Andrew King, University of Melbourne; David Karoly, University of Melbourne; Mitchell Black, University of Melbourne; Ove Hoegh-Guldberg, The University of Queensland, and Sarah Perkins-Kirkpatrick, UNSW Australia
The worst bleaching event on record has affected corals across the Great Barrier Reef in the last few months. As of the end of March, a whopping 93% of the reef has experienced bleaching. This event has led scientists and high-profile figures such as Sir David Attenborough to call for urgent action to protect the reef from annihilation.
There is indisputable evidence that climate change is harming the reef. Yet, so far, no one has assessed how much climate change might be contributing to bleaching events such as the one we have just witnessed.
Unusually warm sea surface temperatures are strongly associated with bleaching. Because climate models can simulate these warm sea surface temperatures, we can investigate how climate change is altering extreme warm conditions across the region.
We examined the Coral Sea region (shown above) to look at how climate change is altering sea surface temperatures in an area that is experiencing recurring coral bleaching. This area has recorded a big increase in temperatures over the past century, with March 2016 being the warmest on record.
Examining the human influence
To find out how climate change is changing the likelihood of coral bleaching, we can look at how warming has affected the likelihood of extremely hot March sea temperature records. To do so, we use climate model simulations with and without human influences included.
If we see more very hot March months in simulations with a human influence, then we can say that climate change is having an effect, and we can attribute that change to the human impact on the climate.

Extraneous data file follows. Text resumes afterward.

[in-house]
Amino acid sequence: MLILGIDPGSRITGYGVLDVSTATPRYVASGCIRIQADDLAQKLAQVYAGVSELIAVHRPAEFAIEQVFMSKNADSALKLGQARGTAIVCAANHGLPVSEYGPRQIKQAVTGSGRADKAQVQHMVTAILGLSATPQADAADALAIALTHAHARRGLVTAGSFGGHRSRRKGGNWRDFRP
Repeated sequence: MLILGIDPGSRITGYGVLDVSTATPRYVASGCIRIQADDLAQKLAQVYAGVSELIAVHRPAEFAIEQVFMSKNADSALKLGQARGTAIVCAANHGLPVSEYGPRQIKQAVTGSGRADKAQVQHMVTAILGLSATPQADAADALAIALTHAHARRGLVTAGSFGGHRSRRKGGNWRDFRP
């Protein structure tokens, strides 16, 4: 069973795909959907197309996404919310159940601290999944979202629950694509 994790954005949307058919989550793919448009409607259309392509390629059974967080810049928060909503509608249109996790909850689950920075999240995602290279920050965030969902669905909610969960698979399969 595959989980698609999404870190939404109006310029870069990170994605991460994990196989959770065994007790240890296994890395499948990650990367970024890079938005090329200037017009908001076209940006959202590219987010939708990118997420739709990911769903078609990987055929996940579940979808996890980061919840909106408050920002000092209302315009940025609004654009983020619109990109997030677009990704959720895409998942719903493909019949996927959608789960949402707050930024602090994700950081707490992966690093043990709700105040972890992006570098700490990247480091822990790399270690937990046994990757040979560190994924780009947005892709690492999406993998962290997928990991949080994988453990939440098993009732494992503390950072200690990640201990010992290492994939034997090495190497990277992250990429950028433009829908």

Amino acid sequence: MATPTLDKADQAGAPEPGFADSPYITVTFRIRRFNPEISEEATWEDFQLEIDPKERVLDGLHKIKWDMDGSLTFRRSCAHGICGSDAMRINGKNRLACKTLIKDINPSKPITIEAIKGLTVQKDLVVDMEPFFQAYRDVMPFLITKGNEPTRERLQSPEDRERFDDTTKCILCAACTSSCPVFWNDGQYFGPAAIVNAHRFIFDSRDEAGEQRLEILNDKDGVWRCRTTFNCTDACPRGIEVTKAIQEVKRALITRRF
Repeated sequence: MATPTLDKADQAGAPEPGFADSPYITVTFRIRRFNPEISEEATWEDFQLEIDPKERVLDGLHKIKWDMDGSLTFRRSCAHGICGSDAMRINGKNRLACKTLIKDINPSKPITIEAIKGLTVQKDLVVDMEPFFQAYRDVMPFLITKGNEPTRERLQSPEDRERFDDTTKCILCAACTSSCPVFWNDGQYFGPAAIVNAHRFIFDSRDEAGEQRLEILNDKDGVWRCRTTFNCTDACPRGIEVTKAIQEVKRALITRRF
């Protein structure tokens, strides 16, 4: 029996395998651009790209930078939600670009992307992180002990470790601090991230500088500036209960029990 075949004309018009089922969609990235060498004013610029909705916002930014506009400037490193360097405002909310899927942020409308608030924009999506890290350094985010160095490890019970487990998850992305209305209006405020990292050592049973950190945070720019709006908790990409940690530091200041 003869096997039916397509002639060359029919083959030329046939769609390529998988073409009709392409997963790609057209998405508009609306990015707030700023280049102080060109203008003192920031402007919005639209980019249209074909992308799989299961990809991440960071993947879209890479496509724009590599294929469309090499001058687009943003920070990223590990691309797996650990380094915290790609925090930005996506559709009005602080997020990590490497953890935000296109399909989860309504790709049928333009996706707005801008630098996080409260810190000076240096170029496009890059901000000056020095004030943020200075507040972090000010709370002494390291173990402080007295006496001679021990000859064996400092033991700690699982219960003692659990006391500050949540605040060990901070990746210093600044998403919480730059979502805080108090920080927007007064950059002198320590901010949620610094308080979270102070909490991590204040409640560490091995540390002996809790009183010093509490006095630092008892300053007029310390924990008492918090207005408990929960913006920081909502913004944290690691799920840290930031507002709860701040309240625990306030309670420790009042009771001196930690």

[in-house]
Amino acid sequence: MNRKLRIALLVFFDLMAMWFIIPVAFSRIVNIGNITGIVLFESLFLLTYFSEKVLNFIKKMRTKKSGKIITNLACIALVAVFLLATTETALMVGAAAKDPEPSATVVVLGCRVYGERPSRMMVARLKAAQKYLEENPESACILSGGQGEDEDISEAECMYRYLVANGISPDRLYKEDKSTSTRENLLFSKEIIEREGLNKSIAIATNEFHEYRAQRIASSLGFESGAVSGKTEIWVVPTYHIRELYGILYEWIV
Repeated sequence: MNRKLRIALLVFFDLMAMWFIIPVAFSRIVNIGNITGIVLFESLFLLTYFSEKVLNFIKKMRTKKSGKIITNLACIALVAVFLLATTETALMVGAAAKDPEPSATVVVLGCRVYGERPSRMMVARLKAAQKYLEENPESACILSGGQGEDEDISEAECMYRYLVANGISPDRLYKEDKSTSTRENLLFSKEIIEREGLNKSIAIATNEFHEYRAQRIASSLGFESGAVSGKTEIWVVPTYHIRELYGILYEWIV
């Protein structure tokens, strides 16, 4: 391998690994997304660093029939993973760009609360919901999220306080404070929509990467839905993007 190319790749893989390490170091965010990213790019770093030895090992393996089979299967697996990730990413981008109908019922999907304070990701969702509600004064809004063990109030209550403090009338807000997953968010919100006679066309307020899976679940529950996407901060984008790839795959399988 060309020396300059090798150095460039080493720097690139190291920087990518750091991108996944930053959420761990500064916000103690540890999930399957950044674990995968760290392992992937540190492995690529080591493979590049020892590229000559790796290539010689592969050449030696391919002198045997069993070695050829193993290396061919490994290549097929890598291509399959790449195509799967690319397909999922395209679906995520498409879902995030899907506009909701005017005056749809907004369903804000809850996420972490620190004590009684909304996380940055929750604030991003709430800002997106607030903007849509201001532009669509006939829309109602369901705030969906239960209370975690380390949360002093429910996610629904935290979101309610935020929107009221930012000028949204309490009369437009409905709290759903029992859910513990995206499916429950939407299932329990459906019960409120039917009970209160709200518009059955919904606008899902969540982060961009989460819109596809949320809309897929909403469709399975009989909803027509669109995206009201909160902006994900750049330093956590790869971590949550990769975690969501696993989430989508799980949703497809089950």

This method is similar to analyses we have done for land regions, such as our investigations of recent Australian weather extremes.
We found that climate change has dramatically increased the likelihood of very hot March months like that of 2016 in the Coral Sea. We estimate that there is at least a 175 times increase in likelihood of hot March months because of the human influence on the climate.
The decaying El Niño event may also have affected the likelihood of bleaching events. However, we found no substantial influence for the Coral Sea region as a whole. Sea surface temperatures in the Coral Sea can be warmer than normal for different reasons, including changes in ocean currents (often related to La Niña events) and increased sunshine duration (generally associated with El Niño conditions).
Overall, this means that the influence of El Niño on the Coral Sea as a whole is weak. There have been severe bleaching events in past El Niño, neutral and La Niña years.
We estimate that climate change has increased temperatures in the hottest March months by just over 1℃. As the effects of climate change worsen we would expect this warming effect to increase, as has been pointed out elsewhere.
March 2016 was clearly extreme in the observed weather record, but using climate models we estimate that by 2034 temperature anomalies like March 2016 will be normal. Thereafter events like March 2016 will be cooler than average.
Overall, we’re observing rapid warming in the Coral Sea region that can only be understood if we include human influences. The human effect on the region through climate change is clear and it is strengthening. Surface temperatures like those in March 2016 would be extremely unlikely to occur in a world without humans.
As the seas warm because of our effect on the climate, bleaching events in the Great Barrier Reef and other areas within the Coral Sea are likely to become more frequent and more devastating.
Action on climate change may reduce the likelihood of future bleaching events, although not for a few decades as we have already built in warming through our recent greenhouse gas emissions.
A note on peer review
We have analysed this coral bleaching event in near-real time, which means the results we present here have not been through peer review.
Recently, we have started undertaking these event attribution analyses immediately after the extreme event has occurred or even before it has finished. As we are using a method that has been previously peer-reviewed, we can have confidence in our results.
It is important, however, that these studies go through a peer-review process and these results will be submitted soon. In the meantime we have published a short methods document which provides more detail.
Andrew King, Climate Extremes Research Fellow, University of Melbourne; David Karoly, Professor of Atmospheric Science, University of Melbourne; Mitchell Black, PhD Candidate, University of Melbourne; Ove Hoegh-Guldberg, Director, Global Change Institute, The University of Queensland, and Sarah Perkins-Kirkpatrick, Research Fellow, UNSW Australia